Thursday, October 24, 2002
Prosecutors Say Trial Experience Makes Them Best for Bench
By KENNETH OFGANG, Staff Writer
The value of courtroom experience emerged as the dominant theme yesterday as candidates for the four Los Angeles Superior Court judgeships on the Nov. 5 ballot met for debates taped for television viewing.
The event marked the first time that all of the candidates on the county’s judicial ballot appeared for the debates that Adelphia Communications has been sponsoring for the past several years, Adelphia Vice President—and debate moderator—Bill Rosendahl said.
Three prosecutors running against a State Bar Court judge, a workers’ compensation judge, and a civil attorney insisted that their trial experience makes them better qualified than their opponents. In the fourth race, both candidates are deputy district attorneys, with each yesterday claiming to have more relevant experience than the other.
But Santa Monica lawyer Joseph Deering, who chose the ballot designation “Eldercare Attorney” for his contest with prosecutor Hank Goldberg for the seat last held by retired Judge Michael Pirosh, did not flinch. He said he was pleased to be “the only civil attorney on the ballot this year,” pointing out that more than half of the filings in Superior Court are civil and noting that he had tried criminal cases earlier in his career.
Goldberg similarly pointed out that he was an associate in the civil litigation department at a large law firm before he was hired as a prosecutor.
But most new judges are assigned to criminal cases, Goldberg asserted. “Learning on the job…is a very tough thing to do,” he said.
The debates were staged as two separate programs at Adelphia’s Santa Monica studios for later broadcast on the company’s cable systems and others around Los Angeles County. A schedule for the airing of the debates was not available at press time.
The first program features Goldberg, Deering and the candidates for the seat being vacated by Judge Richard Spann, deputy district attorneys Craig Renetzky and Richard Naranjo. Appearing on the second are State Bar Court Judge Paul Bacigalupo and Deputy District Attorney David Gelfound, who hope to succeed retired Judge David Finkel, and Deputy District Attorney Richard Walmark and Workers’ Compensation Judge John Gutierrez, who are running for the seat of Judge Reginald Dunn.
Dunn is retiring Dec. 17 to become a private judge.
Asked their views on hot-button issues like the death penalty and the three-strikes law, the candidates stuck to promises to follow the law, with references to judicial ethics rules that limit the ability of judges and candidates to comment on matters that might come before them. Deering, however, noted that there may be some tension between the California rules and a recent U.S. Supreme Court decision striking down more restrictive Minnesota rules.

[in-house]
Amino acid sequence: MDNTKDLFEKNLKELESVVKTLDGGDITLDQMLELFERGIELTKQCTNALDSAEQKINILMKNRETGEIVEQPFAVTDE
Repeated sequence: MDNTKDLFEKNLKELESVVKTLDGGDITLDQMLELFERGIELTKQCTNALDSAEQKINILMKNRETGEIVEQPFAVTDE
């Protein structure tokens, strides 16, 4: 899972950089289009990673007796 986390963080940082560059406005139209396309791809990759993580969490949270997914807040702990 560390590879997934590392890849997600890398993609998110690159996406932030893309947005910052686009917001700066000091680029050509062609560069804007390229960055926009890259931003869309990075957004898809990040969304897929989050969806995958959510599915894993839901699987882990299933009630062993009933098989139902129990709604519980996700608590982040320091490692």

“I believe in the death penalty,” the candidate went so far as to assert, although he suggested a moment later that Rosendahl was “putting [the candidates] in a bind” by asking the question.
Naranjo commented that even if candidates are free to state their views on issues, they cannot incorporate those opinions into their decision making. “We have to follow the law…we have to keep our personal beliefs out of it,” he said.
He and Renetzky had similar comments with regard to three-strikes, noting that District Attorney Steve Cooley’s policy precludes prosecutors from asking for the harsh penalty in most cases where the new offense is not a serious crime. Both promised to look at three-strikes sentencing on a case-by-case basis.
Goldberg, however, asserted that there are cases in which the 25-year-to-life maximum should be imposed even if the new crime is relatively minor. He cited a case he prosecuted recently in which the defendant had three prior convictions for home-invasion rapes.
Such offenders need to be distinguished from those whose prior crimes were not particularly violent or occurred a long time ago, he said. “I’ve made these kinds of calls between violent and non-violent” offenders, he added.
Naranjo insisted that he had handled more cases than Renetzky. But Renetzky countered that he had handled more trials than Naranjo—although the two have been prosecutors for the same length of time—and had more diverse experience in terms of the types of cases and the locations of the courts at which he has served.
Gelfound similarly pounded at Bacigalupo, a civil litigator before his appointment to the panel that hears attorney discipline cases. A judge “must have knowledge of the courtroom” and the law, he said.
Throwing a judge into a courtroom with substantive and procedural legal knowledge, he insisted, is “an injustice to the public.”
Bacigalupo responded that he had demonstrated judicial temperament and legal knowledge in his present position, adding that he has learned a great deal about criminal law because he has to hear cases involving attorneys who have been convicted of crimes and are facing long-term suspension or disbarment as a result.
Copyright 2002, Metropolitan News Company